Environmental groups gathered Wednesday outside the Portland General Electric headquarters in Portland to protest the utility's effort to permit two new natural gas plants to replace its coal-fired power plant, which is scheduled to shut down in 2020.
The protesters carried signs that read: "We want #cleanenergy not #frackedgas," and they danced to their own rendition of the song "YMCA" that asked: "Why, PGE? The wind can do it, so why, PGE?" The protest coincided with a PGE shareholders meeting at the utility's headquarters in downtown Portland.
Mia Reback of the climate activist group 350.org told a gathering of a few dozen people that building new gas-fired plants would not only go against the climate goals set out by the city of Portland and the state of Oregon, but it would also set the world back in meeting its targets for reducing greenhouse gas emissions globally.
“If we want to meet the goals of the Paris Climate Agreement, keeping global warming below 2 degrees Celsius, we can’t build any new fossil fuel infrastructure,” she said. “We want clean and renewable energy.”
PGE is in the midst of developing
for providing electricity to the Portland metro area. The plan includes the option of building two new natural gas plants in Boardman, Oregon, to replace the power that will be lost when its existing coal plant shuts down.
In order to have the option of building those plants, PGE says it needed to start the permitting process. But the utility hasn’t decided yet whether that option will offer the lowest cost and least risk for its customers.
“We have options on the table to pursue those plants if they’re needed,” said Brett Simms, director of resource planning for PGE. “What we do know is PGE has a plan to close its Oregon coal plant at the end of 2020, and we have a need to replace it.”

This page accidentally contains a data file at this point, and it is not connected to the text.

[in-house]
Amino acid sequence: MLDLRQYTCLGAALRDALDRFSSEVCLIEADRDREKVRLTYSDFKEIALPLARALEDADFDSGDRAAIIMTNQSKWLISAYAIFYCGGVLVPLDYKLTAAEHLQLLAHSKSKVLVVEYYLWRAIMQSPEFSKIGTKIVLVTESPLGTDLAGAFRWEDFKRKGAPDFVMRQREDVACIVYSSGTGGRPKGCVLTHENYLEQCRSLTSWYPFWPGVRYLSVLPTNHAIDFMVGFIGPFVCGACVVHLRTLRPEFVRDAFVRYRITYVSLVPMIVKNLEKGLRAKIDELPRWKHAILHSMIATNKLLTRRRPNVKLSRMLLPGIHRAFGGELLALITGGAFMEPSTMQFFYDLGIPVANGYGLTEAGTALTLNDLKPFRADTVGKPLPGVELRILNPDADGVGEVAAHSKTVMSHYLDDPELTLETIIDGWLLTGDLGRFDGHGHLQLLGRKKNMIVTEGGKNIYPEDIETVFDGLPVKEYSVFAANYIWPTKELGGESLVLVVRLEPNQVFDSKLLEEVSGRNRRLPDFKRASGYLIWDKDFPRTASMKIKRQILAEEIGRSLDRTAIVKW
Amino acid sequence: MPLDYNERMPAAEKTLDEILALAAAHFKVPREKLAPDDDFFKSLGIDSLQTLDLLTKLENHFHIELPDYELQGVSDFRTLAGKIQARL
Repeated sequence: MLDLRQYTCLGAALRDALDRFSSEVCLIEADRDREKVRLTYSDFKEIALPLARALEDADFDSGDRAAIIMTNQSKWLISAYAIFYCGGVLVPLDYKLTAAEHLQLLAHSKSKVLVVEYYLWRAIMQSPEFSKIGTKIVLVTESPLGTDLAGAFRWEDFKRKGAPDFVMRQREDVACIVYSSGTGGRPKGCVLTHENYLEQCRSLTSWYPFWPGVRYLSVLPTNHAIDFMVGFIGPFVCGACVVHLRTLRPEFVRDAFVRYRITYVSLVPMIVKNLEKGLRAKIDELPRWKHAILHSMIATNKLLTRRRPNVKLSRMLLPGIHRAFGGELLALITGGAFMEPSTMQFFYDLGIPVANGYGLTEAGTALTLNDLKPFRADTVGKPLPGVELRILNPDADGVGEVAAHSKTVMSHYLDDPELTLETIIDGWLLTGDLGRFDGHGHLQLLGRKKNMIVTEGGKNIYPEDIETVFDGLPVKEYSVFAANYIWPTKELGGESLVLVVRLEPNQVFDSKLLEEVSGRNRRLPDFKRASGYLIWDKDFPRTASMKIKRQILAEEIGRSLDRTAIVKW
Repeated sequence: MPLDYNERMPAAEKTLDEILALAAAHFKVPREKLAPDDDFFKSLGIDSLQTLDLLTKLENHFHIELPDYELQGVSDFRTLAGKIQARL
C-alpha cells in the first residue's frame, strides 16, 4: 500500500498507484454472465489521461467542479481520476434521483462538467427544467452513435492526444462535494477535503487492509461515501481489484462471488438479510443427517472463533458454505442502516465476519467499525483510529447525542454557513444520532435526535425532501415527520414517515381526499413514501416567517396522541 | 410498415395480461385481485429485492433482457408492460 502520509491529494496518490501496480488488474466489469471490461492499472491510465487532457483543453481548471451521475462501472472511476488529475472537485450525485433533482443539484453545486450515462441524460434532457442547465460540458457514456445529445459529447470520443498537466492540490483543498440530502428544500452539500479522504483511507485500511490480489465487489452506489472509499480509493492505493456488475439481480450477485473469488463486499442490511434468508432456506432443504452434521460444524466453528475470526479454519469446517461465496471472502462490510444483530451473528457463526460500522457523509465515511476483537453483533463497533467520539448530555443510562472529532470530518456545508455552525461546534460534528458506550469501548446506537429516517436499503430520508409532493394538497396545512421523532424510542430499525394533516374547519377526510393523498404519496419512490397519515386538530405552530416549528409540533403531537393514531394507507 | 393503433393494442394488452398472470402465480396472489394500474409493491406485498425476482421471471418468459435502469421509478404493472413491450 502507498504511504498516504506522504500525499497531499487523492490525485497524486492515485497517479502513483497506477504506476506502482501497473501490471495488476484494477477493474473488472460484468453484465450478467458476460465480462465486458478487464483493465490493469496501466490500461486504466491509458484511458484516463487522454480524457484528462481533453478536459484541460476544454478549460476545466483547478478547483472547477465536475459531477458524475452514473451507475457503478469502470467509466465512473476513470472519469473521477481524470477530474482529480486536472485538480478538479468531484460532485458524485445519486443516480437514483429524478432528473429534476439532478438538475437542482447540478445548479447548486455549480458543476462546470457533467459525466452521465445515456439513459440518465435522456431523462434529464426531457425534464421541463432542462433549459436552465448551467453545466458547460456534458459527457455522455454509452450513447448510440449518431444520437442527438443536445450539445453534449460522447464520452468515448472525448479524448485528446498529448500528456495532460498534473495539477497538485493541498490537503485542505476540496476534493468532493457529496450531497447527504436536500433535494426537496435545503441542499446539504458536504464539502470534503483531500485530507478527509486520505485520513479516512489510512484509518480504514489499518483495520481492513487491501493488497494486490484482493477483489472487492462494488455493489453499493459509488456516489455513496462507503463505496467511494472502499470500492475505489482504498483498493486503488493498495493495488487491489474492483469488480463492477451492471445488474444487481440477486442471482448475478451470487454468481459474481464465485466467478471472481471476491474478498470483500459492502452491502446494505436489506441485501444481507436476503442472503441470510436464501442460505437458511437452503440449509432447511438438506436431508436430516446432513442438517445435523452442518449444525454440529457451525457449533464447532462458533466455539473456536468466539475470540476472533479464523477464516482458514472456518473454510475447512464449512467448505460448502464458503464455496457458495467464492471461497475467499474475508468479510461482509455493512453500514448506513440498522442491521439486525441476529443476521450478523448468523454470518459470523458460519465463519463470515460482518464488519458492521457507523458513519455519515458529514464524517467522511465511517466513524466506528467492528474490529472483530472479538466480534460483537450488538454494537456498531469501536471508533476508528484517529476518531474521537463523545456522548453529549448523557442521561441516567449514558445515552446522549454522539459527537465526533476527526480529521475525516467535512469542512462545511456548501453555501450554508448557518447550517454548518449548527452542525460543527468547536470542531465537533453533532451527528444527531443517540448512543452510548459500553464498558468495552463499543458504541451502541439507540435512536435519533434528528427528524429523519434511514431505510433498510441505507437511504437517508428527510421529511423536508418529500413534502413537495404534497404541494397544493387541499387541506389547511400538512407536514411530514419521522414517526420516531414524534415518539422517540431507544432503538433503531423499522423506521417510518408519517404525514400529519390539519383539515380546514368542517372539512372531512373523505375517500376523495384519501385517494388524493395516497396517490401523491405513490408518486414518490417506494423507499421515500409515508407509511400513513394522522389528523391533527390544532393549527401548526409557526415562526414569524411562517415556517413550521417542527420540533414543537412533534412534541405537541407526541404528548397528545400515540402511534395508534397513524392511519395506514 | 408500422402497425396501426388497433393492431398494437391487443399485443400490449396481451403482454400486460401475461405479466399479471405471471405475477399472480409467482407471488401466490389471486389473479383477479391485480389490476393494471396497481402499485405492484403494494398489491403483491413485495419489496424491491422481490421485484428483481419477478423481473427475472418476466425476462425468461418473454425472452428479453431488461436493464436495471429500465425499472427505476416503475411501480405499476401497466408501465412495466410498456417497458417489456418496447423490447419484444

Simms said the utility hasn’t decided whether burning natural gas to generate electricity will be the best way to replace the power from its coal plant. Other options include buying about 600 megawatts of electricity from existing gas-fired plants and hydroelectric dams while also adding hundreds of megawatts of new solar and wind power.
“We also plan to add a lot of renewables,” he said. “At the same time, we know our customers want and need on-demand electricity. When they flip the light switch the lights need to come on.”
That means not all of the utility’s electrical supply can come from renewable wind and solar energy, he said.
“We need some plants we can turn on and off, and right now natural gas plants provide that capability.”
Reback said with battery storage, PGE could store wind and solar energy so that it would be available when the wind isn’t blowing and the sun isn’t shining. With all the renewable options, she said, building new natural gas plants shouldn’t even be on the table.
“They should not be considering it,” she said. “It’s 2017. Fossil fuels should not be an option. PGE should be showing their leadership in transitioning to 100 percent renewable energy resources.”
In response to Reback's claim that battery storage would allow PGE to use wind and solar instead of natural gas, a spokeswoman for PGE said "according to our resource experts, at this point in time battery storage technology doesn't have the capacity or longevity to meet our needs, let alone do so cost-effectively."
The Oregon Public Utility Commission will take public comments on PGE's integrated resource plan at a meeting in Portland May 15. The final plan is scheduled to be approved by August.